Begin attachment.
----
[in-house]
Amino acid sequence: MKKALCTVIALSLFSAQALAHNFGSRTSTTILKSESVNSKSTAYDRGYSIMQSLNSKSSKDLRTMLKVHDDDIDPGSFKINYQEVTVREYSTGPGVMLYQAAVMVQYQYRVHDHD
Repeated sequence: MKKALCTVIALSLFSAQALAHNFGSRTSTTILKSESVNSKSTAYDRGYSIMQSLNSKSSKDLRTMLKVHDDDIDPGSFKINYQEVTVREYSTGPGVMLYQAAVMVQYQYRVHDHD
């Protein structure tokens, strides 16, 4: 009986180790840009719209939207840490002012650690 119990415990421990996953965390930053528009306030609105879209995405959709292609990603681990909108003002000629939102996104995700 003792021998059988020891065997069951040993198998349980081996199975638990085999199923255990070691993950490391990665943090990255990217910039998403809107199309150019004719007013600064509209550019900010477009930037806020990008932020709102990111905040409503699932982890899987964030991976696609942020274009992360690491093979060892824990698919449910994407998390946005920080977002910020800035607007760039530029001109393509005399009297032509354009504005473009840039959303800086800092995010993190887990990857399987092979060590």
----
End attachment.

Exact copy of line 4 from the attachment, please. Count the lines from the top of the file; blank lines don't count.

């Protein structure tokens, strides 16, 4: 009986180790840009719209939207840490002012650690 119990415990421990996953965390930053528009306030609105879209995405959709292609990603681990909108003002000629939102996104995700 003792021998059988020891065997069951040993198998349980081996199975638990085999199923255990070691993950490391990665943090990255990217910039998403809107199309150019004719007013600064509209550019900010477009930037806020990008932020709102990111905040409503699932982890899987964030991976696609942020274009992360690491093979060892824990698919449910994407998390946005920080977002910020800035607007760039530029001109393509005399009297032509354009504005473009840039959303800086800092995010993190887990990857399987092979060590």